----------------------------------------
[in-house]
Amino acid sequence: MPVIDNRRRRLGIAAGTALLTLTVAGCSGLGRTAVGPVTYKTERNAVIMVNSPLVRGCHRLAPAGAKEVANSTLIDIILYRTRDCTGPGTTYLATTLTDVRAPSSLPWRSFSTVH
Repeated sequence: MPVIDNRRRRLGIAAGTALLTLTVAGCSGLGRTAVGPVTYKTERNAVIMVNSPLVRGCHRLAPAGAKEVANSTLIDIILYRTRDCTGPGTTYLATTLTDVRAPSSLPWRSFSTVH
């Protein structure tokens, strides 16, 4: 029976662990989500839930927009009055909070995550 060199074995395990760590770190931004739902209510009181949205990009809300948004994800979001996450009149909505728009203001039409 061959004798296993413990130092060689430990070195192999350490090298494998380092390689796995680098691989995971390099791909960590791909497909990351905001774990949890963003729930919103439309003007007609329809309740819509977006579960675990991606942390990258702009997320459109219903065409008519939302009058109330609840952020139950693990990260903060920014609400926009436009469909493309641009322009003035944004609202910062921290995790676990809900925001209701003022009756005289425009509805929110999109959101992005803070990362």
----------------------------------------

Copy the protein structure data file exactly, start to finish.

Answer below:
[in-house]
Amino acid sequence: MPVIDNRRRRLGIAAGTALLTLTVAGCSGLGRTAVGPVTYKTERNAVIMVNSPLVRGCHRLAPAGAKEVANSTLIDIILYRTRDCTGPGTTYLATTLTDVRAPSSLPWRSFSTVH
Repeated sequence: MPVIDNRRRRLGIAAGTALLTLTVAGCSGLGRTAVGPVTYKTERNAVIMVNSPLVRGCHRLAPAGAKEVANSTLIDIILYRTRDCTGPGTTYLATTLTDVRAPSSLPWRSFSTVH
């Protein structure tokens, strides 16, 4: 029976662990989500839930927009009055909070995550 060199074995395990760590770190931004739902209510009181949205990009809300948004994800979001996450009149909505728009203001039409 061959004798296993413990130092060689430990070195192999350490090298494998380092390689796995680098691989995971390099791909960590791909497909990351905001774990949890963003729930919103439309003007007609329809309740819509977006579960675990991606942390990258702009997320459109219903065409008519939302009058109330609840952020139950693990990260903060920014609400926009436009469909493309641009322009003035944004609202910062921290995790676990809900925001209701003022009756005289425009509805929110999109959101992005803070990362």